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September 22, 2020: Today is News Day. We look at the 2020 Healthcare Consumer Survey, HIPAA mHealth Resources, hospital at home and HHS on their rural action plan. Is the Epic EHR falling behind? Who's ahead in the digital race, providers or payers? Does your health IT shop need development capabilities? And how do you solve a current IT problem? Do you run after it and throw money at it? Or do you come up with a long term plan that could potentially reap rewards in the next year or two?

Key Points:

  • Are healthcare organizations just functioning off of financial incentives? [00:05:25]
  • Don’t expect a lot of money for rural broadband [00:10:20
  • Deloitte survey: Health Consumer Response to COVID-19 [00:16:06
  • We measure quality in a lot of different ways but what about the quality of the experience? [00:17:56
  • When customers utilize bad health apps [00:23:58]
  • Really scrutinize any investments you're doing in facilities [00:29:12]

Stories:

Transcript

This transcription is provided by artificial intelligence. We believe in technology but understand that even the most intelligent robots can sometimes get speech recognition wrong.

 Before we get started, a couple things. First clip notes is live. It's a great way for you to stay current and keep your team current. Sign up today with an email to CliffNotes at this week in health it.com. Also, we want your feedback. We really value your feedback. For our 300th episode, we actually put a form out there where you can, uh, provide your feedback on the show, what you like, what you don't like, those kinds of things.

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Welcome to this Week in Health it. It's Tuesday Newsday where we look at the news which will impact health it. Today we've got a lot of different stories. Uh, HHS on their Rural Action Plan. VA talks about HIE 2020 Healthcare Consumer Survey. Couple other things to that effect. We're also going to run through some of the stories I've been highlighting on LinkedIn and, uh, just share some of that stuff with you as well.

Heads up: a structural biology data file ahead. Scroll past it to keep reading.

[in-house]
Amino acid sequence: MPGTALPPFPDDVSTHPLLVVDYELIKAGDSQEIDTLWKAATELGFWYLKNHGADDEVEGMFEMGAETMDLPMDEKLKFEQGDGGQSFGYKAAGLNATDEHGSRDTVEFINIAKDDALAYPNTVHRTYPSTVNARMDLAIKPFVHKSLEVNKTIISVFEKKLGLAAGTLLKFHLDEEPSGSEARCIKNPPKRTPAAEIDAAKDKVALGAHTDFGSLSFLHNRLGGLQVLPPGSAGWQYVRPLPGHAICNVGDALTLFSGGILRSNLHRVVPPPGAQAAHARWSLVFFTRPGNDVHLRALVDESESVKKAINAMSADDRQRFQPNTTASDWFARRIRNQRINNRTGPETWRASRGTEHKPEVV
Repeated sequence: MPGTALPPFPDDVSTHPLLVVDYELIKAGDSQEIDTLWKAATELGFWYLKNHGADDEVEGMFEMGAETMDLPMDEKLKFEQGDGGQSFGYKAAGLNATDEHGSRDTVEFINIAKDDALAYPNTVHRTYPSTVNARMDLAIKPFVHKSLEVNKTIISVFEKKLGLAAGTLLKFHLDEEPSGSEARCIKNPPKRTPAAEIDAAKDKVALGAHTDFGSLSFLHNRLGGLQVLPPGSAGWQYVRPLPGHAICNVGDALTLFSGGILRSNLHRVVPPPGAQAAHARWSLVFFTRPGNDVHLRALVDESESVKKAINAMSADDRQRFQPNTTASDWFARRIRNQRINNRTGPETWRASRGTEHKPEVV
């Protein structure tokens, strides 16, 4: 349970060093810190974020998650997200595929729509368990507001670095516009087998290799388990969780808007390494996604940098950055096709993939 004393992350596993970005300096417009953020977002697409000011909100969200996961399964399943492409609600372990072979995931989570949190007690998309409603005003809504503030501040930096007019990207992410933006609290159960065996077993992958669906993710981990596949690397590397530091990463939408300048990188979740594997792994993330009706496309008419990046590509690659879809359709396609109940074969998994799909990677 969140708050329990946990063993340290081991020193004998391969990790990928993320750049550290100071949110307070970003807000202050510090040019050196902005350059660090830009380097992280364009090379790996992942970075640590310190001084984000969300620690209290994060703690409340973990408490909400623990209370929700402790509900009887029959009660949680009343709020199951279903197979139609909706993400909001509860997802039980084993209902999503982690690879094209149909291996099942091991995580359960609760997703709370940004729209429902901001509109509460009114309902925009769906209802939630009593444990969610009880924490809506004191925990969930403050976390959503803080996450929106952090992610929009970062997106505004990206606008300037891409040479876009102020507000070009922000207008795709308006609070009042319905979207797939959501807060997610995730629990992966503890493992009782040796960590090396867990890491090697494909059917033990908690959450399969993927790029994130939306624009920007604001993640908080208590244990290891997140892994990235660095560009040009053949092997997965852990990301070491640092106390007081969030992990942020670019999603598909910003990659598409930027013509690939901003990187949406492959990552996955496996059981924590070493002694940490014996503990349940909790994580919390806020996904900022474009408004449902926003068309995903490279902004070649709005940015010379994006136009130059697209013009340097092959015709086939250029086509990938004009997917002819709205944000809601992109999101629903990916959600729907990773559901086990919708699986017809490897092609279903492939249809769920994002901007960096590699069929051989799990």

My name is Bill Russell Healthcare, CIO, coach and creator of this week in Health. It a set of podcasts, videos, and collaboration events dedicated to developing the next generation of health leaders. This episode and every episode since we started the C Ovid 19 series sponsored by Sirius Healthcare and we really appreciate it.

Special thanks to Sirius for supporting the show's efforts during the crisis and beyond. If you haven't signed up for three X Drex yet, you're missing out. Drex to Ford came up with this three texts a week that he vets stories and selects the ones that are most important to people who are in health it.

If you wanna be a part of that text Drex, DREX, to 4 8 4 8 4 8 and receive three texts a week, uh, from to Ford. Great way to stay, uh, current, and it helps me to prepare for the show. All right, onto the news before we get going, a few stories I shared on LinkedIn. Let's start with, and I always start with a question.

I, I just like doing that and some of the questions is the Epic EHR falling behind who's ahead in digital tools, race payers or providers? And do you need a development arm? So let's hit a couple of these real quick. LinkedIn, here's a good one. Does your health IT shop need a need development capabilities?

You know what? This was interesting. Uh, I was actually sent a story from Mark Weissman, who has been on the show a couple times. He's the, the author of the CMIO podcast author, is that the right word? Anyway, he does the CMIO podcast, a good friend of the show, and he sent me a Jamie, a Jamie, a publication from.